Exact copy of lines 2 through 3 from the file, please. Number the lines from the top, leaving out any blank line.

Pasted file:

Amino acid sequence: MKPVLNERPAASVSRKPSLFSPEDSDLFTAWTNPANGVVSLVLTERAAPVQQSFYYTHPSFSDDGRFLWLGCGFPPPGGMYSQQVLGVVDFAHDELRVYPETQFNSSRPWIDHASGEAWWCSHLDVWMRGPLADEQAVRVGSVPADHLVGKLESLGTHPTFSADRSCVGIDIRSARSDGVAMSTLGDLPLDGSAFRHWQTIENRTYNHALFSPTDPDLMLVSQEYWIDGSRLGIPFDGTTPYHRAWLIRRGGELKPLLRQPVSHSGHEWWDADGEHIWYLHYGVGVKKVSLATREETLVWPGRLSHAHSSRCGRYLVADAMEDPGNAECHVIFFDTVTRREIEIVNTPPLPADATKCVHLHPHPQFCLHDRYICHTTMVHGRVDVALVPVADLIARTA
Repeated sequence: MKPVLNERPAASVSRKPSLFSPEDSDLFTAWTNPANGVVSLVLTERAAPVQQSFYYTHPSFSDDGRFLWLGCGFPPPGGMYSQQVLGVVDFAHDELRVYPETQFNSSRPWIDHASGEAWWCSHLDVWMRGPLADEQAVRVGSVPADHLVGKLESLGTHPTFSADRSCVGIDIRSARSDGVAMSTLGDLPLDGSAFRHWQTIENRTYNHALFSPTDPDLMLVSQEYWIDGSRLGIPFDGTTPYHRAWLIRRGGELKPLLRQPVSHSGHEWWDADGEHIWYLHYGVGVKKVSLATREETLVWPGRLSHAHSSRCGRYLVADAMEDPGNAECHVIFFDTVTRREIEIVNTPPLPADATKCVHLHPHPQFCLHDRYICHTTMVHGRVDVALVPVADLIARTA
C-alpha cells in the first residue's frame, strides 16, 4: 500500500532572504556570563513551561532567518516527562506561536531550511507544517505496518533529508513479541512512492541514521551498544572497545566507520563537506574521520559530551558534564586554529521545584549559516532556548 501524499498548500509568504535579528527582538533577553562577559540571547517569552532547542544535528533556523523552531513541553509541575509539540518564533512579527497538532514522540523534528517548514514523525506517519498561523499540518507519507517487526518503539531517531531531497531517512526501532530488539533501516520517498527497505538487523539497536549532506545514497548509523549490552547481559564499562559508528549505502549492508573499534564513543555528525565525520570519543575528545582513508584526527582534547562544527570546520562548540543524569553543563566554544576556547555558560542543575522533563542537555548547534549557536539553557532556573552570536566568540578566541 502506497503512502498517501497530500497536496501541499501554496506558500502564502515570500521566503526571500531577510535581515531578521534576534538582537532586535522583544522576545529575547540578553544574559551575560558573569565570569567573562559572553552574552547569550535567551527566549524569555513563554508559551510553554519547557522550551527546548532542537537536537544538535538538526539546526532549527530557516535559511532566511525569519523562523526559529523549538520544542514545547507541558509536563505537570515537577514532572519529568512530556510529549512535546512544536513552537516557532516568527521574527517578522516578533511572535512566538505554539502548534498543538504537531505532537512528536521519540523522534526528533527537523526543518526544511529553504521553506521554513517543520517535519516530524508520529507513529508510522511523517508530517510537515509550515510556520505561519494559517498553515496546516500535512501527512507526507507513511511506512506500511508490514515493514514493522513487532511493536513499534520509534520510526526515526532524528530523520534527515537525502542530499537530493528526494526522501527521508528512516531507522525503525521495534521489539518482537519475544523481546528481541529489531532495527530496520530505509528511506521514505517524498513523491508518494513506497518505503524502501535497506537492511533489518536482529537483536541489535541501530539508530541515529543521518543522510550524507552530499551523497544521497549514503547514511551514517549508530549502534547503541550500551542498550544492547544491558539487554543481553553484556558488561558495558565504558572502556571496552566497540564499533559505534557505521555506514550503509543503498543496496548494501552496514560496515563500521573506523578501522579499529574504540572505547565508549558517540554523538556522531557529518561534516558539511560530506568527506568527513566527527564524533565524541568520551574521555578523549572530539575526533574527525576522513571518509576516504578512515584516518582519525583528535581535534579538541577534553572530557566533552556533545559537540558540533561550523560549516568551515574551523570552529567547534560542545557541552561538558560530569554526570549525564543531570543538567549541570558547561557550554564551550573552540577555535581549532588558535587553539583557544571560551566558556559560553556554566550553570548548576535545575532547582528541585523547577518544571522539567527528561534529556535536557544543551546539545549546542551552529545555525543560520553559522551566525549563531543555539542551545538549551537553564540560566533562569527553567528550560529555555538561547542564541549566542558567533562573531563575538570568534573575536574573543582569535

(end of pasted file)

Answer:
Repeated sequence: MKPVLNERPAASVSRKPSLFSPEDSDLFTAWTNPANGVVSLVLTERAAPVQQSFYYTHPSFSDDGRFLWLGCGFPPPGGMYSQQVLGVVDFAHDELRVYPETQFNSSRPWIDHASGEAWWCSHLDVWMRGPLADEQAVRVGSVPADHLVGKLESLGTHPTFSADRSCVGIDIRSARSDGVAMSTLGDLPLDGSAFRHWQTIENRTYNHALFSPTDPDLMLVSQEYWIDGSRLGIPFDGTTPYHRAWLIRRGGELKPLLRQPVSHSGHEWWDADGEHIWYLHYGVGVKKVSLATREETLVWPGRLSHAHSSRCGRYLVADAMEDPGNAECHVIFFDTVTRREIEIVNTPPLPADATKCVHLHPHPQFCLHDRYICHTTMVHGRVDVALVPVADLIARTA
C-alpha cells in the first residue's frame, strides 16, 4: 500500500532572504556570563513551561532567518516527562506561536531550511507544517505496518533529508513479541512512492541514521551498544572497545566507520563537506574521520559530551558534564586554529521545584549559516532556548 501524499498548500509568504535579528527582538533577553562577559540571547517569552532547542544535528533556523523552531513541553509541575509539540518564533512579527497538532514522540523534528517548514514523525506517519498561523499540518507519507517487526518503539531517531531531497531517512526501532530488539533501516520517498527497505538487523539497536549532506545514497548509523549490552547481559564499562559508528549505502549492508573499534564513543555528525565525520570519543575528545582513508584526527582534547562544527570546520562548540543524569553543563566554544576556547555558560542543575522533563542537555548547534549557536539553557532556573552570536566568540578566541 502506497503512502498517501497530500497536496501541499501554496506558500502564502515570500521566503526571500531577510535581515531578521534576534538582537532586535522583544522576545529575547540578553544574559551575560558573569565570569567573562559572553552574552547569550535567551527566549524569555513563554508559551510553554519547557522550551527546548532542537537536537544538535538538526539546526532549527530557516535559511532566511525569519523562523526559529523549538520544542514545547507541558509536563505537570515537577514532572519529568512530556510529549512535546512544536513552537516557532516568527521574527517578522516578533511572535512566538505554539502548534498543538504537531505532537512528536521519540523522534526528533527537523526543518526544511529553504521553506521554513517543520517535519516530524508520529507513529508510522511523517508530517510537515509550515510556520505561519494559517498553515496546516500535512501527512507526507507513511511506512506500511508490514515493514514493522513487532511493536513499534520509534520510526526515526532524528530523520534527515537525502542530499537530493528526494526522501527521508528512516531507522525503525521495534521489539518482537519475544523481546528481541529489531532495527530496520530505509528511506521514505517524498513523491508518494513506497518505503524502501535497506537492511533489518536482529537483536541489535541501530539508530541515529543521518543522510550524507552530499551523497544521497549514503547514511551514517549508530549502534547503541550500551542498550544492547544491558539487554543481553553484556558488561558495558565504558572502556571496552566497540564499533559505534557505521555506514550503509543503498543496496548494501552496514560496515563500521573506523578501522579499529574504540572505547565508549558517540554523538556522531557529518561534516558539511560530506568527506568527513566527527564524533565524541568520551574521555578523549572530539575526533574527525576522513571518509576516504578512515584516518582519525583528535581535534579538541577534553572530557566533552556533545559537540558540533561550523560549516568551515574551523570552529567547534560542545557541552561538558560530569554526570549525564543531570543538567549541570558547561557550554564551550573552540577555535581549532588558535587553539583557544571560551566558556559560553556554566550553570548548576535545575532547582528541585523547577518544571522539567527528561534529556535536557544543551546539545549546542551552529545555525543560520553559522551566525549563531543555539542551545538549551537553564540560566533562569527553567528550560529555555538561547542564541549566542558567533562573531563575538570568534573575536574573543582569535